Use more enumerated lists, and not just in your introductions and preliminary statements. For example:
The federal government attempts to sidestep the tax power problem it would create by insisting that the Court has “abandoned the view that bright-line distinctions exist between regulatory and revenue-raising taxes.” … But that is doubly irrelevant. First, there is no analogous doctrine under which Congress treats penalties as taxes . . .
To add speed to your writing and to project confidence, change every “however,” “nonetheless,” or “nevertheless” to “but” or “yet.” For example:
The modern commerce power is a broad one, as there is little left of the “distinction between what is truly national and what is truly local” under the Court’s present-day notions of “commerce.” … But even as the Court has expanded its conception of “commerce,” it has not wavered from the notion that the power to “regulate” is the power to prescribe rules for commerce, and it has never suggested that power includes the power to compel the existence of commerce in the first place.
Ross put 140 comments on the Solicitor General’s “Obamacare” brief. They’re all right here.
Always thinking about you and devising unique reading and viewing experiences for our audience, Illinois Appellate Lawyer Blog announces a new series:
♪♪♪ Two Tips ♪♪♪
Two Tips, offered by legal writing and strategy experts, will suggest ways you can improve your brief writing. The tips will be in various formats – written, podcast, video, extra sensory perception, Vulcan mind meld.
Two Tips will appear at random times according to a strict schedule. If you have two tips that might interest Illinois Appellate Lawyer Blog readers and viewers, shoot me an email and we’ll make arrangements for you to appear, or write, or sing, or however you want to transmit the information.
We start now.
These two tips are from Ken Abraham. Ken has been practicing law since 1970. He was an associate judge in DuPage County, Illinois for 15 years. Ken is in private practice now and is a mock judge on the Appellatology panel. You can see a fuller bio for Ken here.
Carefully review the trial court’s ruling, whether oral or written. Some judges say things just to placate the unsuccessful party. Others comment for the sake of appellate review to try to establish that they have considered all the law and evidence. Often a misstep is made.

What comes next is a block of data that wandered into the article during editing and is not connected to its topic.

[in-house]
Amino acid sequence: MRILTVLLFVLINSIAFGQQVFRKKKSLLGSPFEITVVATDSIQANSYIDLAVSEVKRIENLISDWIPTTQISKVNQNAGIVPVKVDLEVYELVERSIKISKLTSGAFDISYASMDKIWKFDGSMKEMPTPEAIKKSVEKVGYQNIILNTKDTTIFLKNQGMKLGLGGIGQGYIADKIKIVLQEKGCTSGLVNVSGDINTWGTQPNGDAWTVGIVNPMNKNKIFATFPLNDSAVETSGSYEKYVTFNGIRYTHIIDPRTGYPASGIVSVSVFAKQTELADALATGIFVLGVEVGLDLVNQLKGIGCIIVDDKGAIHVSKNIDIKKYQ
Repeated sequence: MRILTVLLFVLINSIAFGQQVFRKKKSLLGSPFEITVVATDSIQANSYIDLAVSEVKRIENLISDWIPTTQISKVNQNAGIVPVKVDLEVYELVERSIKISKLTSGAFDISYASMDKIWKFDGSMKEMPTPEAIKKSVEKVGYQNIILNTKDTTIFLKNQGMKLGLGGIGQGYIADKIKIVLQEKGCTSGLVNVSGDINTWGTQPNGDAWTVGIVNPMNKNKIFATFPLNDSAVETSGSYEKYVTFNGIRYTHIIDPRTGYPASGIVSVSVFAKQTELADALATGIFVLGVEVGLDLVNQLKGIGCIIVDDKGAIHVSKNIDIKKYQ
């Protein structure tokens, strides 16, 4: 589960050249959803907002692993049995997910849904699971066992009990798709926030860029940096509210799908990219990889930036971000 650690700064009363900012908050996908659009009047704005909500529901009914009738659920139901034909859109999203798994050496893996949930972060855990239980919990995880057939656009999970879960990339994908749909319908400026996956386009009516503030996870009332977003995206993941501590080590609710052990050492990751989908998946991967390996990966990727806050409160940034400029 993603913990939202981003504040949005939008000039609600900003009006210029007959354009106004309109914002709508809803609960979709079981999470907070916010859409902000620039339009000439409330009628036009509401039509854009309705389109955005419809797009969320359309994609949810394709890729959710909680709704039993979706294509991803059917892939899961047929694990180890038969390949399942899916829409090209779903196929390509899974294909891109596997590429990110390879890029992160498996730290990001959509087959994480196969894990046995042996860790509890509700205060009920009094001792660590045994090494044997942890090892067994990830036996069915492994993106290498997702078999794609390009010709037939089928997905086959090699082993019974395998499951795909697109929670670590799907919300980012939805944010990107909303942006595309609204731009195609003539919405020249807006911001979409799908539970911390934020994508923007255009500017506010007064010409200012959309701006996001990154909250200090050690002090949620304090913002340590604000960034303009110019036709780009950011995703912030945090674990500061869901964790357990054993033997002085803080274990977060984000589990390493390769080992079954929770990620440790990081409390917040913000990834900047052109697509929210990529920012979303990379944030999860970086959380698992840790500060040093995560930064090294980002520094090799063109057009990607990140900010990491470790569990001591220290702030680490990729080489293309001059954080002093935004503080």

One example is reciting the wrong burden of proof, or using words like “it is clear,” thus suggesting (unintentionally) that the judge employed a clear-and-convincing standard when it’s not applicable.
Pay close attention to what the trial judge does not state. Sometimes a key point goes unmentioned. Early in my judicial career I wrote an opinion in a divorce case. After affirming on all other grounds, the appellate court stated it was not sure if I had considered the benefit to the husband of the use of the use of a business vehicle.
In fact I had considered it, but I did not mention it is my ruling. The appellate court adjusted the final numbers. I’m certain that change would not have been made had I been more thorough in my written opinion.
Remember the old saying: Trial courts look for justice. Appellate courts look for error.
Guilty as charged. We’re obsessed with good writing and engrossed by lucid argument. Superior writing plus absorbing argument gives us the Ahhhhh of the first cup of morning coffee.
Appellatology is great legal thinkers and writers devoted to helping lawyers write better briefs.
How do we do it? Our panel of mock judges ― senior lawyers, scholars, retired judges, and legal writing experts ― analyzes your draft and confers with you and other mock judges, and tells you how to improve it. We answer your questions, discuss your issues, and give you our independent evaluations. And it’s all done online without the hassle, cost, and expense of leaving your office.
Why should you do it? Because most appeals are decided on the briefs, before you ever set foot in the courtroom. So your brief has to make your case. If your case is worth appealing, or defending on appeal, you should know whether your brief does the job it must ― before you file it.
Click here to learn more about Appellatology and how to improve your chances on appeal.
We continue with Part 2 of author and legal-writing expert Ross Guberman’s insights into drafting appellate briefs. In case you missed it, here’s Part 1. And here is a link to my review of Ross’s book, Point Made: How to Write Like the Nation’s Top Advocates.